Aug.1: Letters to the editor

August 1, 2013 

Don't pin blame for filibuster on the Founders

Have you ever wondered what life would be like without the filibuster? Imagine the elected majority in the Senate being able to pass laws without permission of the 40 percent rump.

It's the way the world's major democracies do it: 51 percent of the vote passes the laws. Simple.

Minority legislative rights exist nowhere except in the minds of the minority. Search the Constitution and you will not find, in either the articles or the Bill of Rights, a provision allowing a minority of 40 percent to stop the 51 percent from doing what the electorate asked it to do, excepting treaties and impeachments. That used to be called representative democracy. Now it's called protecting the base to keep the funds coming.

Minorities have a simple, constitutionally sanctioned path to establishing their rights: win the next election.

If the oft-quoted but infrequently understood Founding Fathers wanted the Senate to fashion its own partisan definition of "majority," why did they give the vice president the tie-breaking vote? This would be necessary in a body always divisible by two only when the vote is by simple majority, 50 plus one. Two-thirds, three-fifths etc., won't do it.

It's as if the NFL changed the rules so that every losing team got to add 10 points to its score:

Bengals 21, Chargers 14 automatically becomes Chargers 24, Bengals 21. Only great nations are capable of such imagination.

Will Sutter

Lexington


Old school appreciated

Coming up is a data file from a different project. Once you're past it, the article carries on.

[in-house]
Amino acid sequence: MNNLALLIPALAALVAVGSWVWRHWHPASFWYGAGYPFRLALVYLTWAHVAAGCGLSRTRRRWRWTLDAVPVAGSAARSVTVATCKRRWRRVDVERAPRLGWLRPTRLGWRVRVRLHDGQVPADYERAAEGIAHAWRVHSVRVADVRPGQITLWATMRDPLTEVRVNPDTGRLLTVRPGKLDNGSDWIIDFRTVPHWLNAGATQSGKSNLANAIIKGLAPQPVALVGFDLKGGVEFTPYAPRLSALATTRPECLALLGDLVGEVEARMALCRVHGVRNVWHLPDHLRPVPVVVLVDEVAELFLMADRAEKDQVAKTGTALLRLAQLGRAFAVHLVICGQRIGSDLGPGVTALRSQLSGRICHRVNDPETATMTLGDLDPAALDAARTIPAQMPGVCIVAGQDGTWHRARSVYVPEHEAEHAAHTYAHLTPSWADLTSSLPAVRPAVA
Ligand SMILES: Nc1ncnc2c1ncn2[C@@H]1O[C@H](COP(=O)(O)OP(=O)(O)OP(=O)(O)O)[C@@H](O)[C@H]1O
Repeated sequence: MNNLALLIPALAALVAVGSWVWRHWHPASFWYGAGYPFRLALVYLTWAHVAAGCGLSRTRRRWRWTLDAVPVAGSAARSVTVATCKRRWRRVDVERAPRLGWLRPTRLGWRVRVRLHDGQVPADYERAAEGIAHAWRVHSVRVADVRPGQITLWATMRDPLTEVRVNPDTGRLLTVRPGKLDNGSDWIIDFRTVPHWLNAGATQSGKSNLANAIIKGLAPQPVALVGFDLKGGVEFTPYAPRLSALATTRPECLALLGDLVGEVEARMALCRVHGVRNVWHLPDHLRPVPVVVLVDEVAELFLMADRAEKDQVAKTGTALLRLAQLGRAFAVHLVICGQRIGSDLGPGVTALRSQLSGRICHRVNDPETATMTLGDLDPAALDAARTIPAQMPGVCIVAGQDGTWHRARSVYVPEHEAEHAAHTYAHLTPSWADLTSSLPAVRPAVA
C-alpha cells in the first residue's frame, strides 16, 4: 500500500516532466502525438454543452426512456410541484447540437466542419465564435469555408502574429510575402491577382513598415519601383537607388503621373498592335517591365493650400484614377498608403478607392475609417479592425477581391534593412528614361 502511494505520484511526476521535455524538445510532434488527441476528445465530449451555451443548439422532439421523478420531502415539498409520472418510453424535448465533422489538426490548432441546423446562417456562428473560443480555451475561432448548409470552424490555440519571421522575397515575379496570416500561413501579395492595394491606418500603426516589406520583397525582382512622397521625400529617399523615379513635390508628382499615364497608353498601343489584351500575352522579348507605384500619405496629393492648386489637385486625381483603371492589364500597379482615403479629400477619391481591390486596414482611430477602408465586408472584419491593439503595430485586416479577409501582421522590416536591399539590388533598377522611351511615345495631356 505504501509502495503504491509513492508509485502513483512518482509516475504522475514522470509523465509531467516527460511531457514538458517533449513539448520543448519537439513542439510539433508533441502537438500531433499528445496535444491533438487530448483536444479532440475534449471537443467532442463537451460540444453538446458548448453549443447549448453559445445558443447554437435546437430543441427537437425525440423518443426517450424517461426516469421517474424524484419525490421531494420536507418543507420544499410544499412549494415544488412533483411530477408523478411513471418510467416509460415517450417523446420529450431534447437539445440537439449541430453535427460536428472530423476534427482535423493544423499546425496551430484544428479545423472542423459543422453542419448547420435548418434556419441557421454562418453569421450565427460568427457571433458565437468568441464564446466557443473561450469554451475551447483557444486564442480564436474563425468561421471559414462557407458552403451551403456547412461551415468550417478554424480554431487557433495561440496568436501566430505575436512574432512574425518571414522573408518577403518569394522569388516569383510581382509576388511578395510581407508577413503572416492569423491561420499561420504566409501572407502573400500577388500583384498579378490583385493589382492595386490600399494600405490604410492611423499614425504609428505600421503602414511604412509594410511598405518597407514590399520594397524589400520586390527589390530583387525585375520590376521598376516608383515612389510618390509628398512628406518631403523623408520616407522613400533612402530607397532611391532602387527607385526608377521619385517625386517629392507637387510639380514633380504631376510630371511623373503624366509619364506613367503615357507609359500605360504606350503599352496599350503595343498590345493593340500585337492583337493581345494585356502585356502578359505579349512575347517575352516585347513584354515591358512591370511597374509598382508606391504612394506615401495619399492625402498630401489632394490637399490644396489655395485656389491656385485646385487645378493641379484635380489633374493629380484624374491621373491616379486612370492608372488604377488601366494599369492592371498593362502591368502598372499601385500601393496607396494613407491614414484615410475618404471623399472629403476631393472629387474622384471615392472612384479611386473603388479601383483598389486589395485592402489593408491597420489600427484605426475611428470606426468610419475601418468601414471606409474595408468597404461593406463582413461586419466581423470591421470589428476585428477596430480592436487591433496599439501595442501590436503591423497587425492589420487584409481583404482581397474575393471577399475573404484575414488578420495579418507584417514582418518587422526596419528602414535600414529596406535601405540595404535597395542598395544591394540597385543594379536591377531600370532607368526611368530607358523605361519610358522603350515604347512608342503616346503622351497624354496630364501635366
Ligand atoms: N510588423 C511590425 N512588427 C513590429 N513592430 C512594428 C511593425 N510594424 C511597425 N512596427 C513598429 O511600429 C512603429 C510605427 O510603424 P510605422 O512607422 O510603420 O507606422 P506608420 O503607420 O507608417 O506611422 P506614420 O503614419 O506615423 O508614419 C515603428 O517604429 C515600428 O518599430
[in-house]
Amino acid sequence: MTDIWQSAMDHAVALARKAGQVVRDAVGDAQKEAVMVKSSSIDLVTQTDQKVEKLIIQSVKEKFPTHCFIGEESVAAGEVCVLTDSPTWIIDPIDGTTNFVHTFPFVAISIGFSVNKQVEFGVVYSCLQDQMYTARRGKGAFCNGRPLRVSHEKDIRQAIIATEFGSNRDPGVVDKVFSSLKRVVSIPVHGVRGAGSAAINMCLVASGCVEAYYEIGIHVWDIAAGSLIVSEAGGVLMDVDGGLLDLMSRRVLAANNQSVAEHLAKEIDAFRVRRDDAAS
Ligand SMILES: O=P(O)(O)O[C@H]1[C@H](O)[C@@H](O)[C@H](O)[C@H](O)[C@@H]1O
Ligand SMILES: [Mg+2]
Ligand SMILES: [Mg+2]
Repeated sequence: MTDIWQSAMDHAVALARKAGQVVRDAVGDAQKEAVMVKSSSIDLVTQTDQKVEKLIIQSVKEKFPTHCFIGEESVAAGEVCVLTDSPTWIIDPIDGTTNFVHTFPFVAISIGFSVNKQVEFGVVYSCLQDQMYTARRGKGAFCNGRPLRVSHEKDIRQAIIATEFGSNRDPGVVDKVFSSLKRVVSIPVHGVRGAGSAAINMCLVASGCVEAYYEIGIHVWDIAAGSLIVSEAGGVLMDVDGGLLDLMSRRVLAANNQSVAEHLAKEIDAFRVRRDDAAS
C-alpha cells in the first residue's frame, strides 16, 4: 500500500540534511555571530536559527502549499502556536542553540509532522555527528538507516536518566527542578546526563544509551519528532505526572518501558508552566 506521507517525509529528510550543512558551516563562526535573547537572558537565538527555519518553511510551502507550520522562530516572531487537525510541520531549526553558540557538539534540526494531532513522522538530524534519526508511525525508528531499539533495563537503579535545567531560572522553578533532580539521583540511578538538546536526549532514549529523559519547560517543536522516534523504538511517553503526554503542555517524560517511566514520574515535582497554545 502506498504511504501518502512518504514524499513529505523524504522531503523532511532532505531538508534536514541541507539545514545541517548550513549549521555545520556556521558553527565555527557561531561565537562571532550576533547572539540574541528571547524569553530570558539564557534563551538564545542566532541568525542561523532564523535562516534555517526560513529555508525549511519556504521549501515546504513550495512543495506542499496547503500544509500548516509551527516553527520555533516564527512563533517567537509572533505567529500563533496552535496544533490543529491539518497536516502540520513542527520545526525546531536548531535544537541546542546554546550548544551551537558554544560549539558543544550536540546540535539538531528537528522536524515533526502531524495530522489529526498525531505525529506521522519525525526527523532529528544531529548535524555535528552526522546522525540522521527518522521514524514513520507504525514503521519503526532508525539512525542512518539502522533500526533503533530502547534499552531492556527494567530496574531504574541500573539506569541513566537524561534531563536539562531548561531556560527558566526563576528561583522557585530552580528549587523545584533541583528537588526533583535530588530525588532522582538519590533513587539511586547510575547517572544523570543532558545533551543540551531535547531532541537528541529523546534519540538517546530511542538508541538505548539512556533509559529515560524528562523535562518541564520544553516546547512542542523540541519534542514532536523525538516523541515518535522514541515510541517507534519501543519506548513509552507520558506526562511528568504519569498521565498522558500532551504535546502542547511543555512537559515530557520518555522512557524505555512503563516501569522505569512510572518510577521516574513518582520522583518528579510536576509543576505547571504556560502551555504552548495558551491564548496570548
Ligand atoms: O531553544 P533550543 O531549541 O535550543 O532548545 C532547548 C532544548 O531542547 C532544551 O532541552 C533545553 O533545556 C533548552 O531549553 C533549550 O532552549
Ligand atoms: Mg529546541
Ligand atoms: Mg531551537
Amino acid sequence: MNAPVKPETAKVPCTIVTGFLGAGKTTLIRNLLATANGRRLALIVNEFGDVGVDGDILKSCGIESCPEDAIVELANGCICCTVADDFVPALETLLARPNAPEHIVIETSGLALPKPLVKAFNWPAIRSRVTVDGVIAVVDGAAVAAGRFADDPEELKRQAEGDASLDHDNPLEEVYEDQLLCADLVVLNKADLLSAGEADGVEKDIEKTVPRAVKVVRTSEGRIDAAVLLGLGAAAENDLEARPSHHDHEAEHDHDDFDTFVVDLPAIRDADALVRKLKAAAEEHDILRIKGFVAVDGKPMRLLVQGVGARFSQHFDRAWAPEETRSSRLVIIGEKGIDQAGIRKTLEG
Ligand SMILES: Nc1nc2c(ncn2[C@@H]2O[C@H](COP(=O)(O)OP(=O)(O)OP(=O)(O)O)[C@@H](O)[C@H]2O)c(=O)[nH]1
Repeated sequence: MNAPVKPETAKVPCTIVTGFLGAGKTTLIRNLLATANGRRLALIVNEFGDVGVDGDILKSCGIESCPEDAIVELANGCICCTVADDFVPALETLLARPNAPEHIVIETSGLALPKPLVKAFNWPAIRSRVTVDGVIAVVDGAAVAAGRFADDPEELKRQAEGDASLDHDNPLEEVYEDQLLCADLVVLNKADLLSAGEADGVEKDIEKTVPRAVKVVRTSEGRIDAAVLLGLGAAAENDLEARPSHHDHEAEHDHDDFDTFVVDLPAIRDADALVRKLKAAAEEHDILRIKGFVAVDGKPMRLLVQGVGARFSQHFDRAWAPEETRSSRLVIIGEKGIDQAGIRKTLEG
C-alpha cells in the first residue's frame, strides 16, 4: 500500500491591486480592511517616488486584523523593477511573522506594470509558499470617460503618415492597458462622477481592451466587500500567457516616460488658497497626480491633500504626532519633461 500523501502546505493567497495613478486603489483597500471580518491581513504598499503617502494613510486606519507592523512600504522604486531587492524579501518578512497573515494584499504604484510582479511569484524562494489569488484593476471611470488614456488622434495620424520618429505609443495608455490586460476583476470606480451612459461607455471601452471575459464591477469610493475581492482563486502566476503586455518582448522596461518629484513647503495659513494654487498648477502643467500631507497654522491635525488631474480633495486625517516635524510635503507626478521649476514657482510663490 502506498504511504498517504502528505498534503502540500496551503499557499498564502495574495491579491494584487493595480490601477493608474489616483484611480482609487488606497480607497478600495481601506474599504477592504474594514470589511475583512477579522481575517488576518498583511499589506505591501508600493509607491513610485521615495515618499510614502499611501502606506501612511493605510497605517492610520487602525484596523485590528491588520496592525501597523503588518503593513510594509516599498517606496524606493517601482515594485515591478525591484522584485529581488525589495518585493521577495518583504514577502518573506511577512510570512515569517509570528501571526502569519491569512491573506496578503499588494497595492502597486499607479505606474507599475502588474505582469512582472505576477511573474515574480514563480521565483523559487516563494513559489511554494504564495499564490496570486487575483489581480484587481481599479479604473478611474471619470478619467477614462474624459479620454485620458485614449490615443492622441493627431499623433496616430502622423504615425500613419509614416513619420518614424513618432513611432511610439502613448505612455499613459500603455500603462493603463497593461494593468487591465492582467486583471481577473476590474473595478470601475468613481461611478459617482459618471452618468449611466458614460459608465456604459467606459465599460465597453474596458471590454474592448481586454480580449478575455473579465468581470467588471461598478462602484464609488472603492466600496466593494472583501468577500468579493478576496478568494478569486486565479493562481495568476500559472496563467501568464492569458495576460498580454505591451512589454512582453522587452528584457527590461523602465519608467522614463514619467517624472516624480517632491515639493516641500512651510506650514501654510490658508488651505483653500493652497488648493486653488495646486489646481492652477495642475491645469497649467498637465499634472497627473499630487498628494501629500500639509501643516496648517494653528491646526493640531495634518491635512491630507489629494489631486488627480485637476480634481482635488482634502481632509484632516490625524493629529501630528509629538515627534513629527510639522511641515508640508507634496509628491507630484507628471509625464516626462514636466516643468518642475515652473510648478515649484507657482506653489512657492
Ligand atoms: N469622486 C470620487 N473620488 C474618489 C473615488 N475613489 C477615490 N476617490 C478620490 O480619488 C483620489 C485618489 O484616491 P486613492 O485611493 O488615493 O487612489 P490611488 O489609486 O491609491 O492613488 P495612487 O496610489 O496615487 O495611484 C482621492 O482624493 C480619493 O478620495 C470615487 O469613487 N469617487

John Rosemond's column has been a favorite of mine for years, and, although I don't agree with his every word, I think he generally does have a good philosophy for child-rearing. But although I know we are from the old school, I believe we all have a right to our own opinion. We don't need censorship in America.

It is my opinion that we have gone wrong somewhere in our child-rearing practices and could use a few suggestions to do better in the future.

Those of us who choose to claim Christianity understand that God requires us to bring our children up in the way they should go and not be so permissive as to cause them to go astray. It is my belief that parents need to be in charge of their households and not allow minors to call the shots. It leads to their ruin, in my opinion, and obviously in Rosemond's opinion, which is more than an educated guess. I have great respect for his opinions.

Shirley Caudill

London


McConnell no help

After 28 years in office, if Sen. Mitch McConnell had been working for Kentucky, there would be real signs of effort on his part to lift the state out of its poverty.

Owsley County is the poorest county in the nation and there is no real evidence that McConnell has tried to help it. Obstruction does not lead to progress and improved quality of life for Kentucky.

McConnell even filibustered a bill that would help veterans prepare for and find jobs.

Walter Frazier

Lexington


Questions, thoughts

I was truly taken aback by Newt Gingrich's comments that race has a large impact on the judicial system, as I was by Karl Rove's acceptance of gay people.

I have heard some excellent comments, including the president's experiences as a black man.

I have wanted to repeat some of them maybe altered by my memory or joined with some thoughts of my own. It doesn't matter, the thoughts and questions are powerful.

1. Of course the first question was an "if" and common. "What if Zimmerman had been black and Trayvon white?" The answer is probably agreed upon easily.